Examining how much value Canucks got in extending JT Miller’s contract, and what he could have gotten on the open market – Canucksarmy

In hindsight, it’s no surprise that the day came for JT Miller and the Vancouver Canucks.

Despite the most famous trade rumors, general manager Patrick Alvin and Hockey Ops chief Jim Rutherford were in no hurry to trade with Miller, who scored 99 career points in 2021-22. The couple whose front office chose not to let Miller speak with other teams about a contract extension, and his massive new seven-year deal was pretty certain.

An extension to Miller’s contract in the Z-Canucks will likely keep him until 2030, and pay him $56 million over that time period. With a no-trade clause in place for the first four seasons of his deal and a revised no-trade clause for the last three, Miller will likely be tied to the Canucks’ plans until the contract expires a few months after his 37th birthday.

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But as one of the main Canucks stories comes to an end, another takes its place. The actual value of Miller’s contract will be a big talking point next season, especially with the pressure he puts on the organization before Captain Bo Horvat lands in the free agent pool in the off season. The salary cap isn’t expected to rise by any significant amount until at least the 2023-24 season, so Vancouver is back in the same predicament as it was last year with little wiggle room.

What can make this matter easier to deal with is a well negotiated contract. Did the Canucks get good value in signing the top scorer? And if Vancouver had chosen to let Miller test the open market instead, how much would he have made? Today we will try to answer these two questions.

according to An incredibly useful contract comparison tool on CapFri Friendly, the closest equivalent to Miller’s new contract is one signed less than two months ago; Philip Forsberg’s eight-year deal with Nashville has an average annual value of $8.5 million.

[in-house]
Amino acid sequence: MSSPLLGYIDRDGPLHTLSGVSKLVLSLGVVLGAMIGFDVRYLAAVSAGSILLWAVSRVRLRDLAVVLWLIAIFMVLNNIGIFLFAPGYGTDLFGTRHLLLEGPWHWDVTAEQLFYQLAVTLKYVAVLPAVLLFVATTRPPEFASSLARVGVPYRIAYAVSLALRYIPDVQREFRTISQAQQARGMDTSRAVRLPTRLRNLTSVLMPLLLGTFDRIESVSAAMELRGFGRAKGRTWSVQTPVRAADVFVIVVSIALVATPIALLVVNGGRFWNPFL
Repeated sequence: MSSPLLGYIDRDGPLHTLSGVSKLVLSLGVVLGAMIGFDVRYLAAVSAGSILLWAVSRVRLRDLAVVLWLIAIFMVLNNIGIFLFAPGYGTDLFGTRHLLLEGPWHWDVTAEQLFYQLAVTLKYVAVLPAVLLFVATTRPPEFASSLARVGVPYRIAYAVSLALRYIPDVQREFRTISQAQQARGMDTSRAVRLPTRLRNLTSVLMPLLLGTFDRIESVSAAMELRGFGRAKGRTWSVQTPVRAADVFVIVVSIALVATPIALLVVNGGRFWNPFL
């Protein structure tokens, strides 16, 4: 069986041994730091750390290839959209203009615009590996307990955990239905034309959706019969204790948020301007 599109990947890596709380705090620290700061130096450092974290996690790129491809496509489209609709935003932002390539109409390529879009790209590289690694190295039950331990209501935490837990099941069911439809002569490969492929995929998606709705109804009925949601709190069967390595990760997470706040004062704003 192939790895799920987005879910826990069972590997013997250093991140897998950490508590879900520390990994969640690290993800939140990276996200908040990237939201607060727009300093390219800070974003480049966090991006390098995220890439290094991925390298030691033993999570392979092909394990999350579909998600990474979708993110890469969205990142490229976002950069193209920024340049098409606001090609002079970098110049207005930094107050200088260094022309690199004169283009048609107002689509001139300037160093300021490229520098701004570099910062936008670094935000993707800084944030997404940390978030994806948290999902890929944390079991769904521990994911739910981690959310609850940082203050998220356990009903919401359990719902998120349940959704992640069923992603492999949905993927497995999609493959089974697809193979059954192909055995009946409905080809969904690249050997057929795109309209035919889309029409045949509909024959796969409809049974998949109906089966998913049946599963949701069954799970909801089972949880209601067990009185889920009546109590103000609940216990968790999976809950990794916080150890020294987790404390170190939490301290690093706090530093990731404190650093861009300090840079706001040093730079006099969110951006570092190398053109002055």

Forsberg has been an integral part of the Predators’ attack since they took over in 2013, playing consistent minutes from the top line throughout and taking a leadership position. Like Miller, his contract is set to expire at the beginning of the next decade, until the end of their careers.

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There are some fundamental differences between the two, particularly on the basis of equal strength and defensive skill combinations. At 27, Forsberg is two years younger than Miller and has 15 extra points in 71 career fewer games.

When their sample sizes were narrowed down to the previous three seasons, Miller leads the way with 53 more points than his Swedish counterpart. But if Forsberg’s higher scoring rate in pairwise power doesn’t narrow the gap enough, his stronger defensive numbers will.

GT Miller (C, LW) 2019 – 2022 Philip Forsberg (LW)
30 age 27
202 GP 171
217 total points 164
1.07 PPG 0.96
131 5v5 points 110
60.37% 5v5 points% 67.07%

Here we can see the startling difference between Miller and Forsberg’s abilities at their end, courtesy of Evolving Hockey:

The Advanced Hockey Skater Similarity Tool also provided some useful comparisons for Miller based on his age and advanced stats over the past three seasons. The site lists Miller’s closest match as the 2017-20 Brayden Shane, who scored 182 points in 225 games and signed a similar eight-year, $52 million contract after winning the Stanley Cup in 2019. But the second closest option provides a more cautious comparison; 2015-18 Jimmy Benn.